Calcutta, March 2: The Mamata Banerjee government has abolished the practice of departments enlisting contractors, a move aimed at preventing delay in execution of projects, cutting down on costs and bringing more transparency.
A notification scrapping the age-old system was issued by the finance department yesterday.
Sources said the Trinamul government planned to break the alleged contractor-official-politician nexus that has developed over the years.
“This is a smart move. Over the years, a handful of contractors monopolised projects and took advantage of the enlistment system to prevent other private players from bagging contracts,” a Nabanna official said. “This resulted in delayed, and at times faulty, execution of projects at escalated costs.”
According to the official, most of these contractors were associated with the public works, public health engineering, municipal affairs and urban development departments, which undertake infrastructure projects.
Under the system that began during the Left rule, any contractor who has executed projects worth 40 per cent of the amount he wants to enlist for can apply. A contractor also needs to have a bank guarantee of 20 per cent of the amount he is enlisted for.
The official said it was an “open secret” that the contractors took advantage of the system to “inflate” project costs.
“Whenever tenders are floated, these contractors fix an inflated price among themselves. During bidding, the contractors ensure that the price does not go below the amount fixed. As contractors other than those enlisted are not allowed to execute projects that cost less than Rs 62.5 lakh, the schemes are implemented at bloated costs,” the official said.
“But the process of enlisting contractors continued because of their proximity to a section of politicians and officials,” the official said.
The official said most of the contractors made “liberal donations” to the Left when it was in power.
Officials said a handful of contractors were enlisted with each department. “Every project worth less than Rs 62.5 lakh is given to one from the set. As other private players are not allowed to participate, there is no competition,” the official said.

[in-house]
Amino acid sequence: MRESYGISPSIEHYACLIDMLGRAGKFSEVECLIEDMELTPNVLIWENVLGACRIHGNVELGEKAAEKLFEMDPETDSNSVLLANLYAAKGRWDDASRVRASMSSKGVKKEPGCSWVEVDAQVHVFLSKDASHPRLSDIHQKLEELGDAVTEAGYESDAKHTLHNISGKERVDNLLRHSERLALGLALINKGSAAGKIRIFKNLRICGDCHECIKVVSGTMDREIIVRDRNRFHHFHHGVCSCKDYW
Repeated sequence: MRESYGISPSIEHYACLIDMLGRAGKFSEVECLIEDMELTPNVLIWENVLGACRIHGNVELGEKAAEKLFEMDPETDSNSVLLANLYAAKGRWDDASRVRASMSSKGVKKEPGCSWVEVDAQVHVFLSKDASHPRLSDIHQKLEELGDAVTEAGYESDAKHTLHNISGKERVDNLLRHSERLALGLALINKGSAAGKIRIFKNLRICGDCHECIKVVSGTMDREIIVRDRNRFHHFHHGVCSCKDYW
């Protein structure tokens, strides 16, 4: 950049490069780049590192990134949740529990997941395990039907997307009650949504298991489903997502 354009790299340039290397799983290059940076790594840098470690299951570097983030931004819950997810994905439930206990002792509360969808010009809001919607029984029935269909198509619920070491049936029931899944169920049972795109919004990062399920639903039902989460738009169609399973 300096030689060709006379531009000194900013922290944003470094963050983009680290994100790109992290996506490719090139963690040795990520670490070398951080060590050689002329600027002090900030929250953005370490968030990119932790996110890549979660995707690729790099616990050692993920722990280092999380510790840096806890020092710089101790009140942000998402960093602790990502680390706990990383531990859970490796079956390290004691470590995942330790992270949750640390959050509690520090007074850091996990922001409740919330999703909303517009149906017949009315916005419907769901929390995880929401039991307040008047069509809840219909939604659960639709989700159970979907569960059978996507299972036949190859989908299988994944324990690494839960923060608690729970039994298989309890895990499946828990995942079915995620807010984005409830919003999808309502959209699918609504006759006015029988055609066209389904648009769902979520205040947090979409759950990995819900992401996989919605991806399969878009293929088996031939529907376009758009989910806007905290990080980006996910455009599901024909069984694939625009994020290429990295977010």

He said that often projects worth more than Rs 62.5 lakh were broken down to ensure that the enlisted contractors bagged them.
“A few years ago, the PWD had broken down into six parts a project to strengthen a road in West Midnapore. The project was worth Rs 3 crore. But it was shown as six projects worth less than Rs 60 lakh each. One contractor got each. By doing this, the department ensured that nobody outside the enlisted pool of contractors applied,” the official said.
According to him, such an arrangement had become “common” in several departments.
But after the change of guard in the state, Mamata Banerjee got wind of the alleged malpractice.
To find out how the contractors were inflating project costs, the PWD recently broke down a road-repairing scheme worth Rs 2 crore into five parts.
“Tenders were floated for the five parts, each shown as a separate project. When one of the projects attracted two bidders, one less than the mandatory number, the department scrapped the process and floated a tender for the entire project of Rs 2 crore. As other private players could participate, the project cost came down by around Rs 40 lakh,” another official said.
Realising the benefits of throwing the field open to more players, the government decided to scrap the practice of enlistment.